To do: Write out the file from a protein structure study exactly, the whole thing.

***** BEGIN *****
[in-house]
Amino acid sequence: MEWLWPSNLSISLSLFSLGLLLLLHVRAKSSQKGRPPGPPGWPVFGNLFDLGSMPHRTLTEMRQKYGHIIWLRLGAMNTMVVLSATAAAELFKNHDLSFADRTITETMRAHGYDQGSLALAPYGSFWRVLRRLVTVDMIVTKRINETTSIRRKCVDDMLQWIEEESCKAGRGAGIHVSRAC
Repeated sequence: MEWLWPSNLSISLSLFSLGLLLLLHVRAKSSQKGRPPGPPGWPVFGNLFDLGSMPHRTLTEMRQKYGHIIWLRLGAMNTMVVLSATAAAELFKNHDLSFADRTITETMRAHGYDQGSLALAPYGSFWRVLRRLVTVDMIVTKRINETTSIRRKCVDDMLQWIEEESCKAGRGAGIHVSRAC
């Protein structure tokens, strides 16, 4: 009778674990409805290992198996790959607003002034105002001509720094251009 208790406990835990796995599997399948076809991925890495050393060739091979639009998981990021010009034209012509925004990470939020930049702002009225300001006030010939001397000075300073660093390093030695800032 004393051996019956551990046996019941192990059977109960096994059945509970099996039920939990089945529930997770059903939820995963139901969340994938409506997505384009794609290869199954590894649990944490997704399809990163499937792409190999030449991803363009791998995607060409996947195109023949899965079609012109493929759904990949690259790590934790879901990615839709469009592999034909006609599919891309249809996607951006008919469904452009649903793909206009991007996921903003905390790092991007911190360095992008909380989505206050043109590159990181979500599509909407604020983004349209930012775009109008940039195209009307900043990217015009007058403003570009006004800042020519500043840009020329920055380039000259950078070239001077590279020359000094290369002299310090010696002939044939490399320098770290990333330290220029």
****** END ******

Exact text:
[in-house]
Amino acid sequence: MEWLWPSNLSISLSLFSLGLLLLLHVRAKSSQKGRPPGPPGWPVFGNLFDLGSMPHRTLTEMRQKYGHIIWLRLGAMNTMVVLSATAAAELFKNHDLSFADRTITETMRAHGYDQGSLALAPYGSFWRVLRRLVTVDMIVTKRINETTSIRRKCVDDMLQWIEEESCKAGRGAGIHVSRAC
Repeated sequence: MEWLWPSNLSISLSLFSLGLLLLLHVRAKSSQKGRPPGPPGWPVFGNLFDLGSMPHRTLTEMRQKYGHIIWLRLGAMNTMVVLSATAAAELFKNHDLSFADRTITETMRAHGYDQGSLALAPYGSFWRVLRRLVTVDMIVTKRINETTSIRRKCVDDMLQWIEEESCKAGRGAGIHVSRAC
């Protein structure tokens, strides 16, 4: 009778674990409805290992198996790959607003002034105002001509720094251009 208790406990835990796995599997399948076809991925890495050393060739091979639009998981990021010009034209012509925004990470939020930049702002009225300001006030010939001397000075300073660093390093030695800032 004393051996019956551990046996019941192990059977109960096994059945509970099996039920939990089945529930997770059903939820995963139901969340994938409506997505384009794609290869199954590894649990944490997704399809990163499937792409190999030449991803363009791998995607060409996947195109023949899965079609012109493929759904990949690259790590934790879901990615839709469009592999034909006609599919891309249809996607951006008919469904452009649903793909206009991007996921903003905390790092991007911190360095992008909380989505206050043109590159990181979500599509909407604020983004349209930012775009109008940039195209009307900043990217015009007058403003570009006004800042020519500043840009020329920055380039000259950078070239001077590279020359000094290369002299310090010696002939044939490399320098770290990333330290220029």